Diabetes insipidus is a rare disorder characterized by intense thirst, despite drinking fluids (polydipsia), and the excretion of large amounts of urine (polyuria).
In most cases, the disorder is the result of the body not properly producing, storing or releasing a key hormone but it can also occur when the kidneys cannot properly respond to that hormone. In rare cases, diabetes insipidus can occur during pregnancy (gestational diabetes insipidus).
There are available treatments to relieve the thirst and normalize the urine output.
Symptoms of diabetes insipidus include:
- Intense thirst
- Excretion of an excessive amount of diluted urine even at night (nocturia and bed-wetting
Symptoms of diabetes insipidus in infants and young children may include:
- Unexplained fussiness or inconsolable crying
- Unusually wet diapers
- Fever, vomiting or diarrhea
- Dry skin with cool extremities
- Delayed growth
- Weight loss
Diabetes insipidus occurs when the body cannot regulate the management of fluids. Normally, the kidneys remove excess body fluids from the bloodstream through urine.
The volume and composition of body fluids are balanced through the combination of oral intake and excretion by the kidneys. The rate of fluid intake is largely influenced by thirst. The rate of fluid excreted by the kidneys is largely influenced by the production of anti-diuretic hormone (ADH) also known as vasopressin.
ADH is released into the bloodstream when the body becomes dehydrated. ADH concentrates the urine by stimulating the kidney tubules to release water back into the bloodstream rather than excreting as much water into the urine.
The way in which the system is disrupted determines the form of diabetes insipidus:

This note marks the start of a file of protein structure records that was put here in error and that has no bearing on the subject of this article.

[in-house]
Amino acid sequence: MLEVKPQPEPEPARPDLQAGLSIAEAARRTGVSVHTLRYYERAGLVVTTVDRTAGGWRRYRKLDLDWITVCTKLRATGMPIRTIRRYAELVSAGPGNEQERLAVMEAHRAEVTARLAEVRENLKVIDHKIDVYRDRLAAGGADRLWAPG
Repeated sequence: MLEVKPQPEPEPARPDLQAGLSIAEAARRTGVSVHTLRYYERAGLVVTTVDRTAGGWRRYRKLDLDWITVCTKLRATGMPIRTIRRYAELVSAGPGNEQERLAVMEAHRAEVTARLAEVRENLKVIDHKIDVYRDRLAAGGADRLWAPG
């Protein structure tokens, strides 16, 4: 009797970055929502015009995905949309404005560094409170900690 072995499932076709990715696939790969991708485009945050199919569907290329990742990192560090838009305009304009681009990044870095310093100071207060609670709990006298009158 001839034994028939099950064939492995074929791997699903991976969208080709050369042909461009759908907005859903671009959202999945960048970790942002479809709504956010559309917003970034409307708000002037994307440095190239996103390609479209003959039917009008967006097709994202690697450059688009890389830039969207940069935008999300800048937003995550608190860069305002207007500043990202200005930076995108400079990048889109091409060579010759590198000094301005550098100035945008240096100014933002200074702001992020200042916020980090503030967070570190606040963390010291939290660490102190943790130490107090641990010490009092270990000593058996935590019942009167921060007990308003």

- Central diabetes insipidus: this is caused by damage to the pituitary gland or hypothalamus, most commonly due to surgery, tumor an illness, inflammation or a head injury. The damage disrupts the production, storage and release of ADH
- Nephrogenic diabetes insipidus: this type occurs due to a defect in the kidney tubules making the kidneys unable to properly respond to ADH. The defect may be genetic or the result of a chronic kidney disorder or the use of certain drugs.
- Gestational diabetes insipidus: this form of the disorder occurs only during pregnancy when an enzyme made by the placenta destroys the ADH in the mother.
- Primary polydipsia: also known as dipsogenic diabetes insipidus or psychogenic polydipsia may cause excretion of large amounts of dilute urine. The underlying cause of this type is excessive intake of fluids.
The risk factors of diabetes insipidus mainly refer to nephrogenic diabetes insipidus that is present at or shortly after birth. This type has a genetic cause that permanently alters the kidneys’ ability to concentrate the urine. This form of the disorder usually affects males.
Dehydration that leads to:
- Dry mouth
- Muscle weakness
- Low blood pressure (hypotension)
- Elevated blood sodium (hypernatremia)
- Sunken appearance to the eyes
- Rapid heart rate
- Weight loss
Diabetes insipidus can also cause an electrolyte imbalance. This can cause the following symptoms:
- Fatigue or lethargy
- Loss of appetite
- Muscle pains